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circularity requires an agile architect

lucas van der wee

That sustainability comes first at cepezed was proven today by Jasper Manders in his lecture on circular construction. The lecture is part of the series of 5 we organize from October 9-13 as part of Green Week.

circular centre
Jasper Manders has been an architect at cepezed since 2016. He showed what comes your way as a designer when building almost 100 per cent circular. The Circulair Centrum Nederland, commissioned by Lagemaat to be built in Heerde, served as an example. This centre is being built with parts from the Prinsenhof building in Arnhem, formerly used by the provincial government. These include window frames, glass, internal walls and precast concrete elements. But parts are also reused from a bus station in Zaandam (girders) and a Bidfood building in Ede (steel structure).

know your stock
The great thing is that the Circular Centre will soon be partly intended for education about circularity but a lot is learned from the design as we speak. Such as that when designing, it is important to know your stock, including all its specifics. This seems obvious, but is not yet easy to organise practically. Not all information is available in advance, given that the donor building dates from a time when material passports and as-built documentation did not exist. Discovering the products you design with is an ongoing process.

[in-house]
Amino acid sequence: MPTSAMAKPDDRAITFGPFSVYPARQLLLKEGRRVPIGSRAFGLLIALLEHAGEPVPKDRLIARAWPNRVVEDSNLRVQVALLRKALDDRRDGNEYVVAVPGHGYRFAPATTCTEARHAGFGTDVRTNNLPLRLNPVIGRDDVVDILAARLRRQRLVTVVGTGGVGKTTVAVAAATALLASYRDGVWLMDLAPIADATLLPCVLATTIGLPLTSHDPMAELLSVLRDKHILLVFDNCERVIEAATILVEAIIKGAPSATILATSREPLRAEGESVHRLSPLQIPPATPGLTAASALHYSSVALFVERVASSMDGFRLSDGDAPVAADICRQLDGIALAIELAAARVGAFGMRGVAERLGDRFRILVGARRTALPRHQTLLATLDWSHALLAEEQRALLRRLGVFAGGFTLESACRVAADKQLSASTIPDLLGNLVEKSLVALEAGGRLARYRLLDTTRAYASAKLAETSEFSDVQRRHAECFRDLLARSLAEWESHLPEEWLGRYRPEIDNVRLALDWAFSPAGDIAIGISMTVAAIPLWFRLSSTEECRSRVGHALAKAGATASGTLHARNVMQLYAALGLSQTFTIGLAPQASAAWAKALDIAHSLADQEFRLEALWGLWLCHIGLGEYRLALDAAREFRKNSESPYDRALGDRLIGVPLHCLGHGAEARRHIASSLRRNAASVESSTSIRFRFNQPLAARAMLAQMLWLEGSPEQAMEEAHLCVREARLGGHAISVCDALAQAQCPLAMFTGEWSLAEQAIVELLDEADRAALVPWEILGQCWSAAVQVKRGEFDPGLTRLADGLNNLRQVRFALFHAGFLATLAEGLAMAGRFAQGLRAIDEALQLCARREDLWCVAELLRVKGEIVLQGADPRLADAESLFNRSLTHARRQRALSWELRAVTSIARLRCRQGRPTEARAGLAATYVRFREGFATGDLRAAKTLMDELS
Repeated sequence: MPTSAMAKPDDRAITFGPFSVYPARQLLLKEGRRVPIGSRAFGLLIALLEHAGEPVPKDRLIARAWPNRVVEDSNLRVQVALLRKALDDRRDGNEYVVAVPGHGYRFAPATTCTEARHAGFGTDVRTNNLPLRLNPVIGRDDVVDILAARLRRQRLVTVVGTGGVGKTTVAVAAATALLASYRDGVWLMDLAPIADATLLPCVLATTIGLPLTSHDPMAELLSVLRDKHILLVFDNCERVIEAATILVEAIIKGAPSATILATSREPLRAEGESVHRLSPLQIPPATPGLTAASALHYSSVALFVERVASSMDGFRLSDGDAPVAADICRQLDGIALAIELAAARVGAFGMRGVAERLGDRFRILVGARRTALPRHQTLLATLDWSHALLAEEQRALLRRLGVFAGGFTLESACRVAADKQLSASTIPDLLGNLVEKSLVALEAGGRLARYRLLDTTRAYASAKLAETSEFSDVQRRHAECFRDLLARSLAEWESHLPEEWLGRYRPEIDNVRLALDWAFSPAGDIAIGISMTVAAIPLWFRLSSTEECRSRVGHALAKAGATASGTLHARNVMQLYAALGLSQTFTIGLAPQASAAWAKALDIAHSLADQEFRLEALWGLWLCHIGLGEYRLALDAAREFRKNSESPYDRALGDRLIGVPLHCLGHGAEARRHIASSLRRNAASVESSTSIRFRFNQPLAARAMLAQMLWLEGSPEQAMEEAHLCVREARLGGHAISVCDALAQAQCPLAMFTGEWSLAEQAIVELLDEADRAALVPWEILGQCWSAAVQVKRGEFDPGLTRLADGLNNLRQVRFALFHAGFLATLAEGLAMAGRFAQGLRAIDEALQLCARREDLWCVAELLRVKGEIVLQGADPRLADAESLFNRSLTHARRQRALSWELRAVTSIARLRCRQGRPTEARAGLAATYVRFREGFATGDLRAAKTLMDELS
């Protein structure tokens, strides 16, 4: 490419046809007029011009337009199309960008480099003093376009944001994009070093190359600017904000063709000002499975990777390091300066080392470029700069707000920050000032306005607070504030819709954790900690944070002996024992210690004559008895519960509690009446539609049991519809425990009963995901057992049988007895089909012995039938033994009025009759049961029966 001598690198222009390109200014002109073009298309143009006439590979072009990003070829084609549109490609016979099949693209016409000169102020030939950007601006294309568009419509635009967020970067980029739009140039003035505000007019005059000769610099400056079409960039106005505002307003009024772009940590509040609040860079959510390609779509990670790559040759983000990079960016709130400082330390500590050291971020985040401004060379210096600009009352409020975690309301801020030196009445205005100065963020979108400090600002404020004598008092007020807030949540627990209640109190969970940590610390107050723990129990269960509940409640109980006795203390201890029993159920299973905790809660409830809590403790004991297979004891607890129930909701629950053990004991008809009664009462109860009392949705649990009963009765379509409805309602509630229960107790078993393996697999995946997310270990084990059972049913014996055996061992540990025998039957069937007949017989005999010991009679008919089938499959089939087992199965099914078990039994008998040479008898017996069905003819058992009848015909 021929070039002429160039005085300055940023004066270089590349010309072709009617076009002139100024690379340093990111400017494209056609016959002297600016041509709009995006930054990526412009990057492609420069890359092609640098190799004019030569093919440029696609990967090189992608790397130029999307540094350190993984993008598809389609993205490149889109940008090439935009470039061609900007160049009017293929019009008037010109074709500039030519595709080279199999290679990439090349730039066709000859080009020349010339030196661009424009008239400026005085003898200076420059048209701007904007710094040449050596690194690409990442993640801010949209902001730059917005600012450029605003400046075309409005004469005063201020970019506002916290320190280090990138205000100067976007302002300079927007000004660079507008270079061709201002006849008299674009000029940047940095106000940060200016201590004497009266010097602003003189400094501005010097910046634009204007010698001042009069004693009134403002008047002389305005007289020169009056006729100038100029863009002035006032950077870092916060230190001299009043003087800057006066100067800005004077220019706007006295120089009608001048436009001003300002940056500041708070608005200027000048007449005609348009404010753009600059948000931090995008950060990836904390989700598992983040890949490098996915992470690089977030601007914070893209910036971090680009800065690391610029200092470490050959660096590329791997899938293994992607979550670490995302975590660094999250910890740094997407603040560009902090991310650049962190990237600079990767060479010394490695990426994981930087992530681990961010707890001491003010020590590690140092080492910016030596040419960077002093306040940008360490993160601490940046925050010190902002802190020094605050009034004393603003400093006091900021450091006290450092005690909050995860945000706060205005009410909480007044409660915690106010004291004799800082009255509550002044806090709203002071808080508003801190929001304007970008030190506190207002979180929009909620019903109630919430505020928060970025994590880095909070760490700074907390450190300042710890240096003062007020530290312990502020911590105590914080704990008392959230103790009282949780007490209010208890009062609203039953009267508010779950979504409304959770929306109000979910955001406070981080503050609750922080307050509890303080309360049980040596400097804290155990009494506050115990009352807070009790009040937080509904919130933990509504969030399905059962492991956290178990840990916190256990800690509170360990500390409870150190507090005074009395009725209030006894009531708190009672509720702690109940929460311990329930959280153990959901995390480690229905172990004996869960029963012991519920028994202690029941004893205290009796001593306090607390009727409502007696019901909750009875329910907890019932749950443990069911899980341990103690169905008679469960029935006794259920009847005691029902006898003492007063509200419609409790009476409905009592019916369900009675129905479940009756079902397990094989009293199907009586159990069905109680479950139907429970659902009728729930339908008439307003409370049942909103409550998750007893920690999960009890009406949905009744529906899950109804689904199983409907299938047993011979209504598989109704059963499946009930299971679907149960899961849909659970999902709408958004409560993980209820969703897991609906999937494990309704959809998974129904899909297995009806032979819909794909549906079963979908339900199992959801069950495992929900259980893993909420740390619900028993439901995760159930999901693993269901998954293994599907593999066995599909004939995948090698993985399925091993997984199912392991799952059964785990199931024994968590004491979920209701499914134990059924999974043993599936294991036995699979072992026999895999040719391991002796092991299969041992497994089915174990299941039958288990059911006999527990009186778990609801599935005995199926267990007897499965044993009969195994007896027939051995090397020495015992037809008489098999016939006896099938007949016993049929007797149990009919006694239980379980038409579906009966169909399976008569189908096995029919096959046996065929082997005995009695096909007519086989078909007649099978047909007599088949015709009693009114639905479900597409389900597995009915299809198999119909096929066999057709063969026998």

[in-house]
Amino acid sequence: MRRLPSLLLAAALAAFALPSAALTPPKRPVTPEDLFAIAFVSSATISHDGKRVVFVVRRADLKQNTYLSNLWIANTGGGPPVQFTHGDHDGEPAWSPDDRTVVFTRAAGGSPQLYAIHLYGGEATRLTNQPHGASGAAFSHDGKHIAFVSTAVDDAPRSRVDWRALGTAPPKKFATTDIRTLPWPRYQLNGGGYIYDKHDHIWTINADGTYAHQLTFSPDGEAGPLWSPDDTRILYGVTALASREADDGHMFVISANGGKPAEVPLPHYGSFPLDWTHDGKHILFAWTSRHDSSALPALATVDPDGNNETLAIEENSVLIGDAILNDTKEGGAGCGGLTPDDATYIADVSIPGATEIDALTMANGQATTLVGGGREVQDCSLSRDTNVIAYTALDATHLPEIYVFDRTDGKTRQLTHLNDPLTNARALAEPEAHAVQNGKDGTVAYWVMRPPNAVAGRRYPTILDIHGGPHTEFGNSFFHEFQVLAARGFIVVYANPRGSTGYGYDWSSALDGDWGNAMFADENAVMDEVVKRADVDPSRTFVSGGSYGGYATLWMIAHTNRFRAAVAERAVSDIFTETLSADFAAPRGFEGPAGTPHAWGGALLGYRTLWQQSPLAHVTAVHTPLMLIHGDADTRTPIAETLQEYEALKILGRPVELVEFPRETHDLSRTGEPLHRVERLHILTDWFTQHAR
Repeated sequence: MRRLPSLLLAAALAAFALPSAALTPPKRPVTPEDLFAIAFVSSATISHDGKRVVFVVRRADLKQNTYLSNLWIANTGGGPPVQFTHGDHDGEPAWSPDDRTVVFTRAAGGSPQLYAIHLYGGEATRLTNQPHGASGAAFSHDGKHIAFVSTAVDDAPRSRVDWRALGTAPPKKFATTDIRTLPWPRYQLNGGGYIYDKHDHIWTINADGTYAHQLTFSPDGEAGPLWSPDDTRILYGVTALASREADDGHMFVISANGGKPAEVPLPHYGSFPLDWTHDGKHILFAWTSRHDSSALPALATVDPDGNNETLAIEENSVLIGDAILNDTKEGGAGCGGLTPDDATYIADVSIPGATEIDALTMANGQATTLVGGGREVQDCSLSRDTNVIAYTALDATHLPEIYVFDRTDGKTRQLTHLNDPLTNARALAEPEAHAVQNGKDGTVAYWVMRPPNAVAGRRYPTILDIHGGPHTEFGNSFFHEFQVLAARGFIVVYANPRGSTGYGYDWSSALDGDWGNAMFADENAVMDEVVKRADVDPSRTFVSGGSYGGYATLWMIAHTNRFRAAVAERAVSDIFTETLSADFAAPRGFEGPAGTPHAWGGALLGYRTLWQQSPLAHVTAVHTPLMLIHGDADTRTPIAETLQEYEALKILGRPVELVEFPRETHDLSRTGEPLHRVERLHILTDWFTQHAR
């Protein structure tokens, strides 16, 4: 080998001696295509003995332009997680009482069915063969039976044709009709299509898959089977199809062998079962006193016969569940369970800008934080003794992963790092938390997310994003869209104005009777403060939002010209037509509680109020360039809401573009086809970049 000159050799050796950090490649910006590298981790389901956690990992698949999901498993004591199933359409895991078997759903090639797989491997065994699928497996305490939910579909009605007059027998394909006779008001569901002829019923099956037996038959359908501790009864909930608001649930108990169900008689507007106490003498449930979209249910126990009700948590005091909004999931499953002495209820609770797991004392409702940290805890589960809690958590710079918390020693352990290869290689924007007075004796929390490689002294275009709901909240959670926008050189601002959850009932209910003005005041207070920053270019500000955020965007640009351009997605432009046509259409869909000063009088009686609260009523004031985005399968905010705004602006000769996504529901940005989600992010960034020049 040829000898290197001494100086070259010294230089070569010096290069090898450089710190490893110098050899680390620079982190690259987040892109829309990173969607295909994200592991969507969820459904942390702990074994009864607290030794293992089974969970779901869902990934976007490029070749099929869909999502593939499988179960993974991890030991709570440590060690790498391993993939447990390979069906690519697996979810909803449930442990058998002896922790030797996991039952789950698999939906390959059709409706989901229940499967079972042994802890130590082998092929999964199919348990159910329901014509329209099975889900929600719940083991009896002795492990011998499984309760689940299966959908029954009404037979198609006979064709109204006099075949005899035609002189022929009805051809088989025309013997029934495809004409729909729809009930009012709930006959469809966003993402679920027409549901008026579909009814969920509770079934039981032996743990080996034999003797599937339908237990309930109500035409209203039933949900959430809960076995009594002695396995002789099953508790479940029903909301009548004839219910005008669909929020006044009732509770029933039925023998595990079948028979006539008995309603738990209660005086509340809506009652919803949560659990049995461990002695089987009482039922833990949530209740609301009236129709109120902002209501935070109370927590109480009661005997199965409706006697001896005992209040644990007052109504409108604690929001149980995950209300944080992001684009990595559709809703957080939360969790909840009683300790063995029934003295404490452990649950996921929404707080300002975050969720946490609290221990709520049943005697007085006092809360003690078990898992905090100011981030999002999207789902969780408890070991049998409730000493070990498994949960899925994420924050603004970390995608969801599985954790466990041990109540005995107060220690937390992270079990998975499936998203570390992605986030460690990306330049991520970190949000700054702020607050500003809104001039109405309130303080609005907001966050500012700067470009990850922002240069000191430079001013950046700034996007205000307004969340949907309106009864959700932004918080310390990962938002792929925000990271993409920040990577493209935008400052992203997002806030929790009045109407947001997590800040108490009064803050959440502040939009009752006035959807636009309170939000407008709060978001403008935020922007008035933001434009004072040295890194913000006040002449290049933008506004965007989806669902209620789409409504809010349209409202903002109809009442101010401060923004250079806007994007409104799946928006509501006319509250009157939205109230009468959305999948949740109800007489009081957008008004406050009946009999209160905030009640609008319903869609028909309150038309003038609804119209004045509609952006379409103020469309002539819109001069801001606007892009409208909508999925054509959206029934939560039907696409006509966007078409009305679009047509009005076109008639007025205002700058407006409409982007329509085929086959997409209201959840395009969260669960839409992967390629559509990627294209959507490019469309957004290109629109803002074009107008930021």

Another important conclusion is that a design has to be flexible, given the harvesting of materials that takes place along the way. cepezed solved this with 'harmonicazones' between the three building parts, i.e. the hall for storage of materials, the workshop for processing and testing the materials, and the building part for education. This literally provides space to accommodate adjustments.

bim provides grip
The BIM team of cepezed contributed to the design by designing a program in which all harvested elements (including their properties) can be stored. This way, you don't use more material in the design than is available. Jasper indicates that it gives him something to hold on to when he starts moving elements around in the design. Of course, the program can also be used for new, future projects. Cepezed's BIM team contributed to the design by developing a smart tool that links all harvested elements to a digital-twin. This ensures that the design does not use more material than available. Jasper says the tool gives him grip when shifting elements in the design: 'This is important when working with a finite stock, but at the same time trying to use as much harvested material as possible.' The tool is, of course, also useful for new, future projects.

case study
There is much more to be said about this case study, which we will certainly do in the near future. For now, the most important lessons, according to Jasper, are that a flexible, 'tolerant' design significantly increases the amount of reused elements and that a complex original design requires a lot of design effort when it comes to reuse - and high adaptability consequently less. In short, prepare for possible reuse in your design for new buildings and circular construction.

Would you like to know more about cepezed's sustainable approach or Green Week 2023? Read Tatjana Anholts' interview here.

lucas van der wee
lucas van der wee
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